How many times can you say you've walked the same footsteps as Ben Hogan? Odds are, not many -- that is, unless you've played The Village Golf Club in Texas.
The Hawk was in the first foursome to ever tee it up at the Houston-area course back when it opened in 1964 as Panorama Country Club. Panorama Country Club became The Village nine years ago and has been managed by Billy Casper Golf since the name change.
The facility boasts 27 holes of golf crafted from the imagination of two men -- the original 18-hole course designed by then-30-year-old Jay Riviere and a nine-hole course designed by Jack Miller and opened in 1969. One of the nines is known as Winged Foot, named for the New York club where Riviere worked as an assistant pro over the legendary Claude Harmon. The Thunderbird nine completes the original par-72 course. The Rolling Hills nine is Miller's handiwork.
Both men were shaped their courses using the same landscape, producing three nines that challenge players of every skill level.
The Village may not be long, but what it lacks in length it demands in accuracy. Tree-lined fairways make longer hitters think twice about hitting driver. Better players tend to think their way around the course, precisely the point of the game. The ball has to be in the right place off the tee to have a chance of scoring well, but isn't suffocating to the higher-handicap player must feel playing Sahalee or Harbour Town, the Pete Dye icon that opened the same year Miller put the finishing touches on his nine holes at The Village.
Back when The Village opened, its location, Conroe, felt more like a distant neighbor to Houston. Its population of 5,000 couldn't connect easily to the city as Interstate 45 was still to be built, shortening the 43-mile journey between towns. Today, Conroe is home to almost 50,000 people, more of an extension of a sprawling, massive city than an escape from it. The town has seen its population get younger and more diverse.
For almost 40 years, the country-club model worked for Panorama. However, after in the wake of the post-9/11 recession, the club began to have trouble standing on its own. Inside Conroe is the town of Panorama Village, once a retirement community, whose city council began discussing the purchase late in '01, taking almost four years to complete.
It was the city's first order of business to convert Panorama Country Club into The Village Golf Club, trading one word in the town name for another. The city chose Billy Casper Golf to manage the course under its new identity.
The council voted to invest nearly $2 million in the property, converting greens to Bermudagrass and redoing all of the bunkers. The course was also opened in a different way. As part of the renovation, some 200-300 trees were removed from the property. Add that to the 1,200 trees removed by the club in the 1990s and the course offers more breathing room than it did a half-century ago.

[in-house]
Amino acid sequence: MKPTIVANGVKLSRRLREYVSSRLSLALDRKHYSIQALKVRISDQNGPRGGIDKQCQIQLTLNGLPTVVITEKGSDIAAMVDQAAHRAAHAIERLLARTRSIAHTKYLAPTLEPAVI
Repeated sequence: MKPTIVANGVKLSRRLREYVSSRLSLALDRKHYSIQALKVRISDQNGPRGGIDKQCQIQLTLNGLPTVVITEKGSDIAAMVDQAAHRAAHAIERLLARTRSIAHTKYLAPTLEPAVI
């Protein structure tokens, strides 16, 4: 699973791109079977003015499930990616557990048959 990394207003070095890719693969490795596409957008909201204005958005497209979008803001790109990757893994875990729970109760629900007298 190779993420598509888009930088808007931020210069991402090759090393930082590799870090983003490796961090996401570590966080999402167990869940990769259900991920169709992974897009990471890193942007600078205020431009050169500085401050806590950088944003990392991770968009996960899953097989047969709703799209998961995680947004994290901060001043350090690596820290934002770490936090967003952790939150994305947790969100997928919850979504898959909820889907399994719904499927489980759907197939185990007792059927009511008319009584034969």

Despite the removal of so many trees, lumber plays an important role in shaping The Village’s two best holes.
On the par-4 ninth hole, a giant oak tree in the right-center of the fairway forces a player to look left just to have a look at the green with their second shot. Even if the tee shot is in the clear, the second shot is no bargain. With trees continuing on the right and a water hazard short and left of the green, the 412-yard hole (from the tips) can make or break your first nine.
The Riviere course – one of some 22 he designed in the Houston area in his career – ends with an approach shot somewhat reminiscent of the one Ben Hogan faced in the 1950 U.S. Open at Merion with a 1-iron in hand. After hitting a tee shot at the 386-yard finisher, the player faces an intimidating second shot over water and in plain view of anyone in the clubhouse. The audience and the circumstance may not quite match the U.S. Open, but the blood will be pumping faster for sure.
The newly renovated clubhouse is also a stunner, with new hardwood floors and a completely redone golf shop. The banquet space, which comfortably holds 350 people, and meeting areas have been modernized.
As for the care of the courses, a new superintendent has recently been hired.
The relationship between a golf course and its surrounding community is always vital, but is especially so with The Village and Conroe. The partnership is a strong one.
“The golf course needs the community to thrive, and the community needs the golf course to thrive,” said Aaron Czajka, regional director of operations for Billy Casper Golf and the first BCG employee hired at The Village. “The city has done so much to preserve the course and the value of the community. It's humbling for BCG to be a partner.”
The Village is emblematic of an era gone by and the one in which we live. As a golf course, The Village is emblematic of a different age of architecture, making it an enjoyable throwback. Open now for nearly a decade as a public course, it symbolizes a changing Texas.
In its next half-century, hopefully The Village can embrace the best of what was and evolve to resemble the best of what is.
-- This post first appeared in Global Golf Post.